[0027]FIG. 9 illustrates a schematic diagram of a wavelength-locked, integrated optical signal source using the multiple microcavity according to yet another preferred embodiment of the present invention.
  • DETAILED DESCRIPTION OF THE PREFERRED EMBODIMENTS
  • [0028]
    In the following description, for purposes of explanation rather than limitation, specific details are set forth such as the particular architecture, interfaces, techniques, etc., in order to provide a thorough understanding of the present invention. However, it will be apparent to those skilled in the art that the present invention may be practiced in other embodiments, which depart from these specific details. For the purpose of simplicity and clarity, detailed descriptions of well-known devices and methods are preferably omitted so as not to obscure the description of the present invention with unnecessary detail.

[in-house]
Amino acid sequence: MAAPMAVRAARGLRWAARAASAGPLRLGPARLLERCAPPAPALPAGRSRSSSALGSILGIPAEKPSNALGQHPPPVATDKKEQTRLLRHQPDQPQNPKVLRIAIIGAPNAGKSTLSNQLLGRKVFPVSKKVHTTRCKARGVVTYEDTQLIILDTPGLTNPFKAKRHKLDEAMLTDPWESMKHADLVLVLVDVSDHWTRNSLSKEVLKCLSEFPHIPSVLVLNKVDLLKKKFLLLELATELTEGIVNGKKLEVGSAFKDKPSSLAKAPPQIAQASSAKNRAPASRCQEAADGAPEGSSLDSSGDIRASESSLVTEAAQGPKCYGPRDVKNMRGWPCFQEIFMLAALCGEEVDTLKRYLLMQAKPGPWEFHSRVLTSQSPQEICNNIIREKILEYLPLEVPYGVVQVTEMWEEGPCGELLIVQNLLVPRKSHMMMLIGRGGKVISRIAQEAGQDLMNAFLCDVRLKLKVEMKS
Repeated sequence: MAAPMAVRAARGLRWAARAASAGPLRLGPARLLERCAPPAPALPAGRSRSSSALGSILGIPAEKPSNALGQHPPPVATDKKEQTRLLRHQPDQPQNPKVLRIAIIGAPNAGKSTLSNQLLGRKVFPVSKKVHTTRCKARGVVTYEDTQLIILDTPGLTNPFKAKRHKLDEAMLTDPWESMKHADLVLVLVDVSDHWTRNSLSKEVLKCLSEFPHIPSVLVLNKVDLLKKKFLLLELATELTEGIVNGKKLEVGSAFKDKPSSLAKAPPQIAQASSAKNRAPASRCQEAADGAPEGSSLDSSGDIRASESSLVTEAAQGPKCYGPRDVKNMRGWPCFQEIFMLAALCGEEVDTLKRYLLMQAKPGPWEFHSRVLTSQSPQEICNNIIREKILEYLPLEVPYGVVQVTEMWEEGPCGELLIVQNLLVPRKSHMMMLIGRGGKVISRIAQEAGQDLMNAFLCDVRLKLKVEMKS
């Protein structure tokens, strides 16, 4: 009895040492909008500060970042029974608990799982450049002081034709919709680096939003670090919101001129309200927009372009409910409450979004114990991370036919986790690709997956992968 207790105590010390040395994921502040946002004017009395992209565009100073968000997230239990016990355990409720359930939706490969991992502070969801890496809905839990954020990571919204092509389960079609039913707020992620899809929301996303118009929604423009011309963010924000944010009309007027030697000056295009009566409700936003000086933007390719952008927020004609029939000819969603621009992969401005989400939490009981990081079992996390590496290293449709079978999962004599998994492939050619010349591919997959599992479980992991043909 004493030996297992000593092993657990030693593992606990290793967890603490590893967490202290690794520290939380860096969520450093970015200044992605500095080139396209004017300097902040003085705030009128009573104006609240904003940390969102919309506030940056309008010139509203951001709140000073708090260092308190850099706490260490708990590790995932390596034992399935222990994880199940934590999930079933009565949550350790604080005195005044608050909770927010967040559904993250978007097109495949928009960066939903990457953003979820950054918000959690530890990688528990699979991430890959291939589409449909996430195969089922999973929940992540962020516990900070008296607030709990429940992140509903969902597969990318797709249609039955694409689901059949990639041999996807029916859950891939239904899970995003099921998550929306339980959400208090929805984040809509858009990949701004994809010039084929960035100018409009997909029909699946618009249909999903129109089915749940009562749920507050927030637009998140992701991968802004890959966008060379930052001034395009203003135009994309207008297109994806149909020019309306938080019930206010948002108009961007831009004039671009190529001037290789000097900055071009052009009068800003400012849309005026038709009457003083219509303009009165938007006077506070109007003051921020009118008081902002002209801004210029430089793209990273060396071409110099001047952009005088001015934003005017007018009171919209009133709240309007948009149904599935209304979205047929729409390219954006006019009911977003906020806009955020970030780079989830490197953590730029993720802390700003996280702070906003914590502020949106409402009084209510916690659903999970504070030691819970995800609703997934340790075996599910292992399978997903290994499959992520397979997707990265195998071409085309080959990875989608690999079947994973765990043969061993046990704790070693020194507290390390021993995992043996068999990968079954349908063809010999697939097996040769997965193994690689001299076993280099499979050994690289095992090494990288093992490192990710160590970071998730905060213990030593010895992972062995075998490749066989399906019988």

• [0029]
    [0029]FIG. 3 illustrates the configuration of a multiple microcavity 20 capable of functioning as a wavelength-locked, integrated optical signal source in accordance with the techniques of the present invention. As shown in FIG. 3, the multiple microcavity 20 includes one or more substances of different refractive indices spaced apart by a predetermined amount, semiconductor regions 22 formed on the substrate, and polyimide regions 24 each formed between the semiconductor regions 22. The polyimide regions 24 may be replaced by air or other suitable substances with similar property. The structure of active layers 26 of the inventive multiple microcavity 20 is substantially similar to that of known semiconductor lasers.
  • [0030]
    Referring to FIG. 4, the general operational characteristics, i.e., the changes of permeability and reflectance to a wide range of wavelengths of the multiple microcavity structure applicable to the present invention will be described. When the semiconductor regions 22 and the polyimide regions 24 are repeatedly formed on the semiconductor substrate (S) as shown in FIG. 3, an incident light beam is reflected in a majority of wavelengths, but a sharp change of permeating light intensity is affected in a particular area of the wavelength. Hence, the intended multiple microcavity 20 corresponding to the wavelength in use can be prepared by suitable regulation of a layer width t1 of the semiconductor region 22 and a layer width t2 of the polyimide region 24.